You may have noticed that I changed a couple of ratings earlier this week from zero to half. I noticed that I was a little heavy on zero star ratings after seeing that I had more of them than any other rating so far. Now this is probably due to the fact that I don't have a lot of time to update consistently (right now I am approximately fifty movies behind), and shitty movies are just a lot easier, and a lot more fun to write about than good ones, and so I imagine the remaining fifty will probably balance everything out in bell-curve fashion, but nevertheless I realize I got a little carried away after sitting through a horrible double feature. While the films in question, Legend of the Guardians and You Again are completely miserable films in every way, I'm not sure they're on the level of the worst I've ever seen, or even the worst of this year. It's not necessarily that they had redeeming qualities... I actually can't think of any for either film. You Again actually did have about two funny lines, but that's not the point. The point is that they just weren't that difficult to sit through. They were more like steady pokes in the side, rather than a full on punch in the stomach like Brooklyn's Finest or Sex and the City 2. In other words, the experience of watching them was less awful than it could have been. I groaned, squirmed in my seat, took out my phone and yelled at the screen a lot less in these than I have in other films this year, and that does count for something, because that's ultimately what I base my opinion on... my experience while watching the movie. People always argue with me that a movie is good because it has a good story; a guy that I work with has been arguing with me for weeks that John Wayne was better than Clint Eastwood because Wayne's films had morals. Well, a movie can have a great story, observation, theme, message, moral, whatever, but if it isn't presented in a way that is at all entertaining, why do I give a shit? I don't think that people connected with The Hurt Locker so much last year simply because it had a good story. No, it was because that film was just pure, heart-pounding, visceral experience. Or at least that's what did it for me. And that's essentially what I look for in a movie, and what I try to relate when writing about them: my impression of what it's like to watch each movie. To analyze story and themes, or provide a bunch of non-essential details would probably just be boring to read, which is probably the reason that I am fifty movies behind. Most of them were pretty good, and it's pretty difficult to come up with something interesting or worthwhile to say about a good movie that hasn't already been said. But I'll get around to them. Sometime.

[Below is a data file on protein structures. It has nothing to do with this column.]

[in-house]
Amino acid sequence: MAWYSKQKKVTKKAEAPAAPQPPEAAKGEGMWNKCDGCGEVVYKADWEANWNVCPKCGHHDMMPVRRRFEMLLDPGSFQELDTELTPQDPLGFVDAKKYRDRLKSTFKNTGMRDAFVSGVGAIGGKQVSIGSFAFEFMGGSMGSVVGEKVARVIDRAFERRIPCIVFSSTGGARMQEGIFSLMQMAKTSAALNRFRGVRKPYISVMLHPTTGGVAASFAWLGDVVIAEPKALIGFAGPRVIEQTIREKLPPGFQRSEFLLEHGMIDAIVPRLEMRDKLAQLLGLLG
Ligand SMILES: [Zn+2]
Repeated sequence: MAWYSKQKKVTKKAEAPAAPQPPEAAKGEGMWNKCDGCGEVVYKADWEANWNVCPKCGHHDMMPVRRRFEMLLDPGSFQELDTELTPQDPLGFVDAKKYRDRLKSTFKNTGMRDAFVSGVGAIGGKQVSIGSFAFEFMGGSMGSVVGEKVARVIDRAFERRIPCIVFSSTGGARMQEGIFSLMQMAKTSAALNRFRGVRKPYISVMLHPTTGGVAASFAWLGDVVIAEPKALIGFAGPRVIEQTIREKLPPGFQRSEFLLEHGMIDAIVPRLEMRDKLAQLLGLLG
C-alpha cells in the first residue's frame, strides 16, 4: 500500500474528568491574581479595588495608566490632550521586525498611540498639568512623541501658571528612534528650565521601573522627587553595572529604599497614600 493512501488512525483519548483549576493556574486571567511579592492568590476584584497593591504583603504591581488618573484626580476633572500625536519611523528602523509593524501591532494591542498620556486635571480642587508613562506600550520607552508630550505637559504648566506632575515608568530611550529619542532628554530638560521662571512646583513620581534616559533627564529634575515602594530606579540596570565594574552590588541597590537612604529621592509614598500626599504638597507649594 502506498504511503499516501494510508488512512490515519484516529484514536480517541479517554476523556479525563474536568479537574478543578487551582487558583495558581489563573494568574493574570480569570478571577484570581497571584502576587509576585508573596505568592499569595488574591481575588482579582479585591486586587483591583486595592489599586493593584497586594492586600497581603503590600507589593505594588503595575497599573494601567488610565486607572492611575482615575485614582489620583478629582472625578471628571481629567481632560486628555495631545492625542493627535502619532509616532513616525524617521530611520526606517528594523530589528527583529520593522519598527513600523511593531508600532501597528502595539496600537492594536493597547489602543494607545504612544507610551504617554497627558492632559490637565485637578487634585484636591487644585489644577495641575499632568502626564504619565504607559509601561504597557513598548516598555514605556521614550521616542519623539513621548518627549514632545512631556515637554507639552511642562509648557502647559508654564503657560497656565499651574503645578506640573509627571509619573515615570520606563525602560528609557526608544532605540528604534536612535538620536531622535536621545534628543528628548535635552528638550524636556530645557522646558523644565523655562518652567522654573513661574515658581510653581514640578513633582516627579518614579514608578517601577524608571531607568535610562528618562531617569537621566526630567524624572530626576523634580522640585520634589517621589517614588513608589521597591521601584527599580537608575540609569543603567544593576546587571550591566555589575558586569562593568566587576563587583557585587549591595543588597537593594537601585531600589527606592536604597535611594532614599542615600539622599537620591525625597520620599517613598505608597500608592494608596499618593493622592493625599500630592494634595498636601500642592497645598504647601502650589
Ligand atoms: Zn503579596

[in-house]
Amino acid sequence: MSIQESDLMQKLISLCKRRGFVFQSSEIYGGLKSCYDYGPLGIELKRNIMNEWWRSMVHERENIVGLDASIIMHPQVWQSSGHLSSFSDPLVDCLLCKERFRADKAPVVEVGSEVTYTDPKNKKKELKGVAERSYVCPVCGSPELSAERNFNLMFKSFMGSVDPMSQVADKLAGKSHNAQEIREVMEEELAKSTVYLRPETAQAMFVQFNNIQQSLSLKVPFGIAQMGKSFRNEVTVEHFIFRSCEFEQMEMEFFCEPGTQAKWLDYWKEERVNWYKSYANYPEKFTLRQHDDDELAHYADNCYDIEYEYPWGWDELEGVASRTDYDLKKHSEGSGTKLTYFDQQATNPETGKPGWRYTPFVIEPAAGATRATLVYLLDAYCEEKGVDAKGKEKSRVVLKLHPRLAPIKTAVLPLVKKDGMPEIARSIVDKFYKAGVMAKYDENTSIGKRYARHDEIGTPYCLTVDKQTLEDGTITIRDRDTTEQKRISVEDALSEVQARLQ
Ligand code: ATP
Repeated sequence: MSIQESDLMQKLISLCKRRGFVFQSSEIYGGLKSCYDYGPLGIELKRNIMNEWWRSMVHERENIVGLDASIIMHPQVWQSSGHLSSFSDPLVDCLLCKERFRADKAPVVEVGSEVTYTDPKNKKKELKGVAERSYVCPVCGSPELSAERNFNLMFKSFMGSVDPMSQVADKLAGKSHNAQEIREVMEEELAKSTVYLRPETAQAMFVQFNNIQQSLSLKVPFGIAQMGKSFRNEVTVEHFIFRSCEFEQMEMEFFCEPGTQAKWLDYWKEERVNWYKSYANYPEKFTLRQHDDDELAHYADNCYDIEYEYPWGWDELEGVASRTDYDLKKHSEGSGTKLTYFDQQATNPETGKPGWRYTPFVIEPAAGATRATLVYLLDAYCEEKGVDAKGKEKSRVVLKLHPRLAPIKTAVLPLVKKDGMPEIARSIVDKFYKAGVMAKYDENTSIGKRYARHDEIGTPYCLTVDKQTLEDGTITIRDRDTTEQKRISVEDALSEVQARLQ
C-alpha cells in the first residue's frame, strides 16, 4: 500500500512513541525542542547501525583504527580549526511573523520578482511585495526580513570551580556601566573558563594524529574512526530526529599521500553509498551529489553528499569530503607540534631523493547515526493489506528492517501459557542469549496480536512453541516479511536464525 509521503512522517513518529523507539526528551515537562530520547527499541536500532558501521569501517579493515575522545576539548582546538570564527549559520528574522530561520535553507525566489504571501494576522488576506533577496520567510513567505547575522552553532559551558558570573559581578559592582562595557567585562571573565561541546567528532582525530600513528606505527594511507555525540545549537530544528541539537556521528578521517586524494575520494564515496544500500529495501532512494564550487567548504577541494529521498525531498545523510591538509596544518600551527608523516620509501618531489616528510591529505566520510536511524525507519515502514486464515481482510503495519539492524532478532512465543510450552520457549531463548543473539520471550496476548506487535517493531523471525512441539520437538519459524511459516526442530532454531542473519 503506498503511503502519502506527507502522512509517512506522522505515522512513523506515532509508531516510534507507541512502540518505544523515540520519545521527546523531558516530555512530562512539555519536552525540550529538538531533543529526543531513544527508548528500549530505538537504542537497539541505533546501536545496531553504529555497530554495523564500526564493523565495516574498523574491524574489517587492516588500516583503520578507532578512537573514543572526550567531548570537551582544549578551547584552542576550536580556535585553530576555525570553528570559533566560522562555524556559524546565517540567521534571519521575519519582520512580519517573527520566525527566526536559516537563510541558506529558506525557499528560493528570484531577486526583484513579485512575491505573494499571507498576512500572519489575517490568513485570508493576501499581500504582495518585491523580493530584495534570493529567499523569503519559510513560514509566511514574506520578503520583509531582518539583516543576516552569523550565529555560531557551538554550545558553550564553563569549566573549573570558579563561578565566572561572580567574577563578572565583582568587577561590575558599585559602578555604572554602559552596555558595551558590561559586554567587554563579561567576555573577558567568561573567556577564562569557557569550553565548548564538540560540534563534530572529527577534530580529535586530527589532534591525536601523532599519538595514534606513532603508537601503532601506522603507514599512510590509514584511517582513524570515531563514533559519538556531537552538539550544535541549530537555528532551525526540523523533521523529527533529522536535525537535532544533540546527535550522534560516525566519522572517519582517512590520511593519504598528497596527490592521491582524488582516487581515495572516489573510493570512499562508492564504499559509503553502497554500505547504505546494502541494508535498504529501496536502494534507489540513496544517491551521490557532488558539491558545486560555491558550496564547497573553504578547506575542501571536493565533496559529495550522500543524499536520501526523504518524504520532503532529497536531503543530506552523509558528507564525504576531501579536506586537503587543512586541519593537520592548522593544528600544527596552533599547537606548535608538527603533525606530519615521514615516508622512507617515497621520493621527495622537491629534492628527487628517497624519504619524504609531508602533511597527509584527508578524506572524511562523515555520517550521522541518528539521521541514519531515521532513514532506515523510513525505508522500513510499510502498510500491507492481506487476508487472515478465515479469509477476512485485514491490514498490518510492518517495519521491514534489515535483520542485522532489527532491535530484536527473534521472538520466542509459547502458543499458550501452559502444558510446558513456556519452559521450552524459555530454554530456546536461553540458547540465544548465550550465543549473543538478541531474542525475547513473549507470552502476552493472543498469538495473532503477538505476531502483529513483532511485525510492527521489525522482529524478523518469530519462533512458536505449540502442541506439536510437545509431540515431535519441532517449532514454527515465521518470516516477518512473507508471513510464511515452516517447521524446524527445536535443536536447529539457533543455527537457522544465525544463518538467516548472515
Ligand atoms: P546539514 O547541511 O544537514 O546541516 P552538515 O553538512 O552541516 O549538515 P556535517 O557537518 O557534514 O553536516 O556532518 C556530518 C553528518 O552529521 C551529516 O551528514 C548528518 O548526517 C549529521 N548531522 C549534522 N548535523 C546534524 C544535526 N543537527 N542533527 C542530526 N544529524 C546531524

Also, feel free to leave comments or email me or something, especially if you disagree with any of my opinions. I think the Twitter and Facebook information is on the sidebar somewhere. I'd be happy to argue with you, and it's also much more motivating to update this thing if I know somebody is reading it, and an argument is more fun than getting a text-message from a friend asking why I haven't posted anything in two weeks.

Weirdest Google search that landed somebody in Denzel, WA this week: people from Canada, Germany, Belgium, India, the United Kingdom, New Zealand, three different areas of Australia, and the Isle of Man searching for pictures from Cats and Dogs 2. Thanks for all your eight-second visits, International Pet-Spy Film Connoisseurs.

Secretariat - 1/2*

Secretariat features three different types of dialogue: 1) Obviously Expository: "I've got a meeting with Ogden Phipps." "Ogden Phipps... the richest man in America?" "Yes." 2) Expressions of Doubt Right Before Secretariat Wins a Race: "Why is he hanging back so long?" "I can't watch this." "We're done." 3) Trite Qualifiers for How Fast Secretariat is Running Instead of Just Showing It: "No horse can go that fast!" "Have you ever seen a horse run that fast?" "That's impossible!" "Unbelievable!" "I don't believe it!" And when the audience dozes off for a couple of minutes and misses the dialogue, the generic score will tell them exactly what's happening, like when Secretariat is making a move to win, or when somebody dies. So don't worry, you'll never be lost. If someone drags you to this thing, kill the popcorn and volunteer to get more, or take an extra long doodie and play some games on your phone, or better yet, YouTube the videos of the actual Triple Crown races that Secretariat won... I assure you you'll find a lot more excitement in those videos, and maybe even better cinematography, and Secretariat will definitely not cross the finish line to the tune of a Gospel hymn and a scripture reading.